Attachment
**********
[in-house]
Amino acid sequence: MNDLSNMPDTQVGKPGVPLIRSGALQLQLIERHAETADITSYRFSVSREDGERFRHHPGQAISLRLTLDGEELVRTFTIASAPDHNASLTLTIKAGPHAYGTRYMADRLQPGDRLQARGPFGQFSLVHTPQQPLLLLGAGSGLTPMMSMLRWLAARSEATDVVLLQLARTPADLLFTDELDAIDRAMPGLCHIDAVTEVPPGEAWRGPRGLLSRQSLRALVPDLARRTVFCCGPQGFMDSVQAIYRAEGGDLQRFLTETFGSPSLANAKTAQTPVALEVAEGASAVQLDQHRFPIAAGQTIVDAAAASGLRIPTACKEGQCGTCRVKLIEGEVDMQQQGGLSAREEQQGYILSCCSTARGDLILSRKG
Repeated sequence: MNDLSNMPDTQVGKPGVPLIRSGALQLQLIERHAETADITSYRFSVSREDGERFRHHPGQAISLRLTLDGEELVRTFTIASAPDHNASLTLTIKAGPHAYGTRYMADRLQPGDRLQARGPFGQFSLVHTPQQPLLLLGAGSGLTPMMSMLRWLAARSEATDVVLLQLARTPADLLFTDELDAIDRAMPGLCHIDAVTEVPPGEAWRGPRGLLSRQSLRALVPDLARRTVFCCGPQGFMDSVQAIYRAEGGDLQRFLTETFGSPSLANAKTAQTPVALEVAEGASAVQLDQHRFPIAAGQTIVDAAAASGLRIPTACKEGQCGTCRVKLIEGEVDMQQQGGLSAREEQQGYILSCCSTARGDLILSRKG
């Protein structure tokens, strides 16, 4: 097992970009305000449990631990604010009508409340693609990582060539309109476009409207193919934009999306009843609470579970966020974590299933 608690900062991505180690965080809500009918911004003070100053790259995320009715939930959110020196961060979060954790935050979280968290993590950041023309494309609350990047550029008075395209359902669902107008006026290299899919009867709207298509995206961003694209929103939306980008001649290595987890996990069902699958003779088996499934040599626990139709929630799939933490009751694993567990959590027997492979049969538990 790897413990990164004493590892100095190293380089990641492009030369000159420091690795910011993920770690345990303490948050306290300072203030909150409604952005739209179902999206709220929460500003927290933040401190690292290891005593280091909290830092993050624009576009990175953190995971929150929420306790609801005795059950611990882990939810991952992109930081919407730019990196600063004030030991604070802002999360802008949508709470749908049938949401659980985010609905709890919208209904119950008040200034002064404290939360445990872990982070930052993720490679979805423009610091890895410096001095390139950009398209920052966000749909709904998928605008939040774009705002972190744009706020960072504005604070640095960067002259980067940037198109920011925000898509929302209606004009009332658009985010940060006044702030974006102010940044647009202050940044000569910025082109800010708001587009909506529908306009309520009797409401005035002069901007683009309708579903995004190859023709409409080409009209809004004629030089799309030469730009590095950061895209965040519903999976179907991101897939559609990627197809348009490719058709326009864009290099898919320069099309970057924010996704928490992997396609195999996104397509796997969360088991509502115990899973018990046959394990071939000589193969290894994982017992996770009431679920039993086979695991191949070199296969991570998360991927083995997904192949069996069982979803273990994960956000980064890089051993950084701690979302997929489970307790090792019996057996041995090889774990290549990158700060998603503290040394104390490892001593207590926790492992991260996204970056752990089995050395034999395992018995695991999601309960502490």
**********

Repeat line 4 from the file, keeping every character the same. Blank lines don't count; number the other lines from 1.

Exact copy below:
């Protein structure tokens, strides 16, 4: 097992970009305000449990631990604010009508409340693609990582060539309109476009409207193919934009999306009843609470579970966020974590299933 608690900062991505180690965080809500009918911004003070100053790259995320009715939930959110020196961060979060954790935050979280968290993590950041023309494309609350990047550029008075395209359902669902107008006026290299899919009867709207298509995206961003694209929103939306980008001649290595987890996990069902699958003779088996499934040599626990139709929630799939933490009751694993567990959590027997492979049969538990 790897413990990164004493590892100095190293380089990641492009030369000159420091690795910011993920770690345990303490948050306290300072203030909150409604952005739209179902999206709220929460500003927290933040401190690292290891005593280091909290830092993050624009576009990175953190995971929150929420306790609801005795059950611990882990939810991952992109930081919407730019990196600063004030030991604070802002999360802008949508709470749908049938949401659980985010609905709890919208209904119950008040200034002064404290939360445990872990982070930052993720490679979805423009610091890895410096001095390139950009398209920052966000749909709904998928605008939040774009705002972190744009706020960072504005604070640095960067002259980067940037198109920011925000898509929302209606004009009332658009985010940060006044702030974006102010940044647009202050940044000569910025082109800010708001587009909506529908306009309520009797409401005035002069901007683009309708579903995004190859023709409409080409009209809004004629030089799309030469730009590095950061895209965040519903999976179907991101897939559609990627197809348009490719058709326009864009290099898919320069099309970057924010996704928490992997396609195999996104397509796997969360088991509502115990899973018990046959394990071939000589193969290894994982017992996770009431679920039993086979695991191949070199296969991570998360991927083995997904192949069996069982979803273990994960956000980064890089051993950084701690979302997929489970307790090792019996057996041995090889774990290549990158700060998603503290040394104390490892001593207590926790492992991260996204970056752990089995050395034999395992018995695991999601309960502490």